Oklahoma

Environment, Education, Energy: Policy to People

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AG Sued For More Records After Releasing Suppressed Audit That Found Evidence of Conspiracy At Tar Creek

A worker brushes dusty mine waste off a truck before it exits a field at the Tar Creek Superfund in northeastern Oklahoma.

Joe Wertz / StateImpact Oklahoma

A worker brushes dusty mine waste off a truck before it exits a field at the Tar Creek Superfund in northeastern Oklahoma.

Oklahoma Attorney General Mike Hunter on Monday released an audit and other documents related to a corruption probe his office fought to keep secret.

The records stem from an investigation launched in 2011 of the Lead-Impacted Communities Relocation Assistance Trust, which was set up to buy contaminated properties and relocate residents near the Tar Creek Superfund site, a former lead and zinc mine in northeastern Oklahoma.

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Experts Say Oklahoma’s Opioid Plan Does Little to Expand Treatment

Janet Cizek, CEO of the Center for Therapeutic Interventions in Tulsa speaks to an employee.

Jackie Fortier / StateImpact Oklahoma

Janet Cizek, CEO of the Center for Therapeutic Interventions in Tulsa speaks to an employee.

Drug overdose deaths in Oklahoma increased 91 percent over the last decade and a half, prompting the state to form a task force charged with a daunting goal: Brainstorm a plan to guide the state out of an opioid epidemic that kills three Oklahomans nearly every day.

The Commission on Opioid Abuse released its final report in January.

“The sort of clear and present danger is overprescribing and oversupply, and that was the focus of what we looked at,” Attorney General Mike Hunter, who headed the nine-member commission, said in an interview with StateImpact. Continue Reading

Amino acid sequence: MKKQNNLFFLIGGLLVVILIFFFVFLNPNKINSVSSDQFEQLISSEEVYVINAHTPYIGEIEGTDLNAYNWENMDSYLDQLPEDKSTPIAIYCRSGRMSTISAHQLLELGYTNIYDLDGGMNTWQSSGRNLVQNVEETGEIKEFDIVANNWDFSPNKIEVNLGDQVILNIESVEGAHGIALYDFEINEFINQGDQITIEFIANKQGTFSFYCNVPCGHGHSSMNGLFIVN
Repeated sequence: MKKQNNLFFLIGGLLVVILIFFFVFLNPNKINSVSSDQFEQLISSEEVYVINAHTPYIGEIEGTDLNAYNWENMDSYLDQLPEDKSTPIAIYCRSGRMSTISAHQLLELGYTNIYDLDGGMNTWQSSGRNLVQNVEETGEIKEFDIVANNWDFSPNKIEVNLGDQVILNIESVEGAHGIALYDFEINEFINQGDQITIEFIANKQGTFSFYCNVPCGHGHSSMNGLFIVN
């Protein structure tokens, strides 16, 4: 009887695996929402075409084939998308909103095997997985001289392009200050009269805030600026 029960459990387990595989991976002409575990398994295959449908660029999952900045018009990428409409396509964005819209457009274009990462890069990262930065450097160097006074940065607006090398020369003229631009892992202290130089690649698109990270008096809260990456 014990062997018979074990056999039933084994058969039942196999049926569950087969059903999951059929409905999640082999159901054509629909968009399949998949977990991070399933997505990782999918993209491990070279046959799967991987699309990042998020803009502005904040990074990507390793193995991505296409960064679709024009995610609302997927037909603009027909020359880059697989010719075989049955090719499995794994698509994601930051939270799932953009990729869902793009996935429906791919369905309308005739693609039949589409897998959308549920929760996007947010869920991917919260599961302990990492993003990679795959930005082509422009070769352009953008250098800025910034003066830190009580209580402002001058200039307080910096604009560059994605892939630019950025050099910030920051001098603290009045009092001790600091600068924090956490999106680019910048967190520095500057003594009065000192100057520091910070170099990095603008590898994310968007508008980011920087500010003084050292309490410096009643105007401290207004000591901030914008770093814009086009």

Industry Group Challenges Proposed Ballot Question To Raise Oil And Gas Taxes

The state's largest industry group has mounted a two-pronged legal challenge to the proposed SQ 795.

The state's largest industry group has mounted a two-pronged legal challenge to the proposed SQ 795.

The Oklahoma Independent Petroleum Association on Wednesday filed two separate state Supreme Court challenges to a proposed state question that would ask voters to end industry discounts and impose a broad 7 percent tax on oil and gas production to fund teacher pay raises and early childhood education.

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Budget Uncertainty Leaves Seniors and Oklahomans With Disabilities In Limbo

Lori Taylor reads the second letter she received from the state Department of Human Services informing her that her Medicaid waiver program will be funded temporarily.

Jackie Fortier / StateImpact Oklahoma

Lori Taylor reads the second letter she received from the state Department of Human Services informing her that her Medicaid waiver program will be funded temporarily.

After her divorce, Lori Taylor wanted a home all her own. She moved back to Oklahoma to be near her aging parents, but she had a problem. For years her personal caregiver had been her now ex-husband.

“I have cerebral palsy and that’s brain damage that I incurred at birth, and it affects my motor skills. I’m confined to an electric wheelchair. I can stand but I can’t walk, I have very limited use of my arms,” Taylor says, sitting in the living room of her Norman apartment.

She is able to live alone because of a form of Medicaid known in Oklahoma as the ADvantage waiver program. It’s called a waiver because it diverts Medicaid funds that would normally pay for institutional care like hospitals or nursing homes to pay for in-home support services. Waiver programs are popular in many states because they are more cost effective – nursing homes are expensive, and for the same amount of money the state can help more people live at home.

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What Scientists Say A Warming Climate Might Mean For Oklahoma

Volunteer firefighters Christie Smith and David Thompson cool down after extinguishing a hotspot that flared east of Noble, Okla., in 2012. Scientists expect the risk of wildfire to increase as climate change-fueled droughts occur more frequently and last longer.

Joe Wertz / StateImpact Oklahoma

Volunteer firefighters Christie Smith and David Thompson cool down after extinguishing a hotspot that flared east of Noble, Okla., in 2012. Scientists expect the risk of wildfire to increase as climate change-fueled droughts occur more frequently and last longer.

A new report from hundreds of experts and more than a dozen federal agencies is stark: Humans are likely responsible for the warmest period in modern civilization.

The consequences of this warming vary regionally, but scientists and researchers forecast significant effects in Oklahoma and other southern plains states.

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